Man, I’m jealous. I might just get a pet so I can do a project on it! So how do you pick and choose which photos you wanted to use for the zines? What’s your process in shooting and developing the images?
Actually picking out photos or differentiating good from bad has been one of the most challenging aspects. First of all the cats are so photogenic that it is hard to X any photo of their cute faces off a contact sheet. Secondly the process of shooting, developing, contact printing and finally scanning the film--is just so labor intensive that I'll develop four rolls of 35mm or two rolls of 120 at a time. After putting that much effort into a process it becomes hard to kill your babies because you’re so attached. I'll pick out the better photos from a contact sheet and either print them as an 8x10 or scan the negatives and post those to Instagram to see what sticks to the wall. Instagram has actually been very helpful to see where my own taste overlays with a wider audience.
How were the zines sequenced and edited? You must have a crazy amount of photos to work with!
Right, a year and a half of shooting every day has put me at 1,786 rolls of film for this project. Most of those are hand rolled, so the actual image count is hard to exactly pin down. I'd say ~60,000 35mm images would be the ballpark for the BW zine (wow, hadn't done the numbers before!). Of that number, only 40 photos will be in the zine.
For editing and sequencing, Fadi Boukram, Torsten Hendricks and Gary Gumanow all really gave me some good tips and feedback. The crew at Full Frontal also helped me narrow down the archive and were immensely supportive. I ended up getting a massive cork board and covering one wall in my bedroom. It would be the first and last thing to look at when I went to bed or woke up. I eventually came up with a sequence I was somewhat happy with... but then got a bit stoned after hanging out with a friend and came home and rearranged everything. The next morning I woke up and was horrified with what I'd done the night before. I took everything down and left it alone for about a week and completely cleared my mind, didn't even shoot that entire week. I came back with a clear head and was able to remember the better parts, that's the edit for the zines as they stand now, and I think they are the best they can be at this point.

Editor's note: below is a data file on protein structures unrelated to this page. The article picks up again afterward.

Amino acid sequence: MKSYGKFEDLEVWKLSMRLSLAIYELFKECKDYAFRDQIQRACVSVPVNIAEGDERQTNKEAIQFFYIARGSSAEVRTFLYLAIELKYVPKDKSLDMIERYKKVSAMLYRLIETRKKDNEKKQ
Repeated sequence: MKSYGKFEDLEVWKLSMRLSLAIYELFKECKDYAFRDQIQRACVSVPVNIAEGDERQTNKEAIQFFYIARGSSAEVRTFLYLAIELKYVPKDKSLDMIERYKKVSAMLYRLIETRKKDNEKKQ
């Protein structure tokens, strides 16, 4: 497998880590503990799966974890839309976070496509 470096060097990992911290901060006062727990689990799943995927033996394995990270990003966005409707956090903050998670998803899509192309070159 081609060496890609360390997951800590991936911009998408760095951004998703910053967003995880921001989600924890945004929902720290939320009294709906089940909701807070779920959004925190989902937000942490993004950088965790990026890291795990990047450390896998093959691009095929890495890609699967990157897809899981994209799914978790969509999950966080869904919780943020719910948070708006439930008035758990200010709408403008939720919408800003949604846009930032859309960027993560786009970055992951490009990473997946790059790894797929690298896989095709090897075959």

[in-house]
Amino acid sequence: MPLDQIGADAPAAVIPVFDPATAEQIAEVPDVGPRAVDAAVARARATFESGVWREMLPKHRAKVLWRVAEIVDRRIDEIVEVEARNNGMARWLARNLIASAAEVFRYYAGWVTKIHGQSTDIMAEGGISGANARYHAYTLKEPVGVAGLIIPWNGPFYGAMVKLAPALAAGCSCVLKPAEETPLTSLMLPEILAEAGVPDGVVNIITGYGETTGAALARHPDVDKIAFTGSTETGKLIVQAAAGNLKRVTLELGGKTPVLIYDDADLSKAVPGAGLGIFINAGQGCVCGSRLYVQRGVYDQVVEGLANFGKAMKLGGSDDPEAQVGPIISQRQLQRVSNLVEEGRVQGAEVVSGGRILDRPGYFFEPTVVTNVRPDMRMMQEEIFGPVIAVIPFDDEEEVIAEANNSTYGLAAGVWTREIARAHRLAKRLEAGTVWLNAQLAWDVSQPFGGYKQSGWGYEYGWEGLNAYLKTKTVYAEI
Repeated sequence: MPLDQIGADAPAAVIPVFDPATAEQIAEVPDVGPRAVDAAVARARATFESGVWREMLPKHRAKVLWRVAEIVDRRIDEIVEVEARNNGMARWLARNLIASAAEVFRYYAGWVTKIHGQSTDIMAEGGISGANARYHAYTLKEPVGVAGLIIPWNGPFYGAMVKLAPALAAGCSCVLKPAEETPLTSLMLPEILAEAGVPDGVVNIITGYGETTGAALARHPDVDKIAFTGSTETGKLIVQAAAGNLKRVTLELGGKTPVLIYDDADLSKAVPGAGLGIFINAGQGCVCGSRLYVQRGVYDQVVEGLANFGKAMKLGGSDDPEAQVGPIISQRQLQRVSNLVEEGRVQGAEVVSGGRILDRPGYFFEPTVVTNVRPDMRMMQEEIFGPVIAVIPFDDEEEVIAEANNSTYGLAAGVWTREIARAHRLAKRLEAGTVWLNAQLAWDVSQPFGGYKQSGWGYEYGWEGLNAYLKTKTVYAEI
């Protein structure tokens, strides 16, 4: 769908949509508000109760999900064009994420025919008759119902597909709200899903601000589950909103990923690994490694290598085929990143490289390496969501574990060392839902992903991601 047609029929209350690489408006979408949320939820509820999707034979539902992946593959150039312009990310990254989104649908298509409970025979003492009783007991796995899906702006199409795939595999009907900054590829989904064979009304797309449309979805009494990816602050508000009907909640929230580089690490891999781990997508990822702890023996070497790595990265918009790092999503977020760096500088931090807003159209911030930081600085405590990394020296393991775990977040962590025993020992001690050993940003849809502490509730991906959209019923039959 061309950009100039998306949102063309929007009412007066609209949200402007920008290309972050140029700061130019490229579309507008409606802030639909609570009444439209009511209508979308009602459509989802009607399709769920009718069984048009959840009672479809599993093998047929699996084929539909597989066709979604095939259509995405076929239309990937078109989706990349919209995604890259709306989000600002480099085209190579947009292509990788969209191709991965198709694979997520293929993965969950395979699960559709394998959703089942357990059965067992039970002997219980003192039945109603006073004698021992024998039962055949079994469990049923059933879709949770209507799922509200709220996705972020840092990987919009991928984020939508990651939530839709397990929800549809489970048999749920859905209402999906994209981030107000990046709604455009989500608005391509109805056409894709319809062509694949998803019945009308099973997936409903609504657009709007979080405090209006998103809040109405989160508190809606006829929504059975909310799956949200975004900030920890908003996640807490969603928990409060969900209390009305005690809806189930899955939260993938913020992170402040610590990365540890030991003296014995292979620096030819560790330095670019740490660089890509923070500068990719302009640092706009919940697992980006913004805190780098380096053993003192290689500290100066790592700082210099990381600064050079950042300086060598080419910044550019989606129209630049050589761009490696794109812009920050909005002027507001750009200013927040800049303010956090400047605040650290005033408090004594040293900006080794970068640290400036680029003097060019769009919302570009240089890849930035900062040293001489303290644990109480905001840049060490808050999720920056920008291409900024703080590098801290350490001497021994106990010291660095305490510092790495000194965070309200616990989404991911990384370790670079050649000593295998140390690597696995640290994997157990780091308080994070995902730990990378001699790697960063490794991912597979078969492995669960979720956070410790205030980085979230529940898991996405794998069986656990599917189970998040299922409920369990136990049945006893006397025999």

That sounds like a lot of films used on the same subjects for a year and a half. Was there a particular inspiration that got you to shooting this way? Or it just came to you that you had to shoot Max and Sunny and it was your calling.
In a nutshell, I wanted to start developing and printing my own work. Do everything myself. I had just moved from Austin to Houston, was very unfamiliar with the town, and I live in a more rural area. Candid situations aren't exactly prevalent though so I turned my camera onto these crazy jumping cats. It started off mostly as practice, but after the first initial "good" roll, I was hooked and realized that I would be spending the next few years shooting them.